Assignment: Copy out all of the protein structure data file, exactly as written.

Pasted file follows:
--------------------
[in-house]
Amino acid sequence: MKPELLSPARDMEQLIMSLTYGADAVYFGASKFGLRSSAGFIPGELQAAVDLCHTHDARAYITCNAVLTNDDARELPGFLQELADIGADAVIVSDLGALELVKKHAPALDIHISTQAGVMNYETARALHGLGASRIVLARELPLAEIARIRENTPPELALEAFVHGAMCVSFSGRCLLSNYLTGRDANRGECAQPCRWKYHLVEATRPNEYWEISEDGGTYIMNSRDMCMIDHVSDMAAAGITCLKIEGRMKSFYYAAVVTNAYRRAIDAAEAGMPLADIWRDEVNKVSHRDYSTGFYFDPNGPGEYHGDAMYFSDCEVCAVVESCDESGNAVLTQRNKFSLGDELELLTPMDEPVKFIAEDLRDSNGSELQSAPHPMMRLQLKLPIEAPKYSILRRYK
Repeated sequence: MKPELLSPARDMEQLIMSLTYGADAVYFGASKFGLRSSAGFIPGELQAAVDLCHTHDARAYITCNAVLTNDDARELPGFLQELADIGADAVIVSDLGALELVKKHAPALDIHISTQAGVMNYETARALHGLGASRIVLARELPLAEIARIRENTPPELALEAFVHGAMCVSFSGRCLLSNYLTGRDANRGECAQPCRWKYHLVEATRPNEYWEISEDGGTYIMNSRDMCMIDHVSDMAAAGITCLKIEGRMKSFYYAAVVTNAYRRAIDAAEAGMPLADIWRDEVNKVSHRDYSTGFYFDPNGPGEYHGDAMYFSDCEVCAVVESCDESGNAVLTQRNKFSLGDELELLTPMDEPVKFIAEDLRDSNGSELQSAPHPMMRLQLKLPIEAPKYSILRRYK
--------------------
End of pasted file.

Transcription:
[in-house]
Amino acid sequence: MKPELLSPARDMEQLIMSLTYGADAVYFGASKFGLRSSAGFIPGELQAAVDLCHTHDARAYITCNAVLTNDDARELPGFLQELADIGADAVIVSDLGALELVKKHAPALDIHISTQAGVMNYETARALHGLGASRIVLARELPLAEIARIRENTPPELALEAFVHGAMCVSFSGRCLLSNYLTGRDANRGECAQPCRWKYHLVEATRPNEYWEISEDGGTYIMNSRDMCMIDHVSDMAAAGITCLKIEGRMKSFYYAAVVTNAYRRAIDAAEAGMPLADIWRDEVNKVSHRDYSTGFYFDPNGPGEYHGDAMYFSDCEVCAVVESCDESGNAVLTQRNKFSLGDELELLTPMDEPVKFIAEDLRDSNGSELQSAPHPMMRLQLKLPIEAPKYSILRRYK
Repeated sequence: MKPELLSPARDMEQLIMSLTYGADAVYFGASKFGLRSSAGFIPGELQAAVDLCHTHDARAYITCNAVLTNDDARELPGFLQELADIGADAVIVSDLGALELVKKHAPALDIHISTQAGVMNYETARALHGLGASRIVLARELPLAEIARIRENTPPELALEAFVHGAMCVSFSGRCLLSNYLTGRDANRGECAQPCRWKYHLVEATRPNEYWEISEDGGTYIMNSRDMCMIDHVSDMAAAGITCLKIEGRMKSFYYAAVVTNAYRRAIDAAEAGMPLADIWRDEVNKVSHRDYSTGFYFDPNGPGEYHGDAMYFSDCEVCAVVESCDESGNAVLTQRNKFSLGDELELLTPMDEPVKFIAEDLRDSNGSELQSAPHPMMRLQLKLPIEAPKYSILRRYK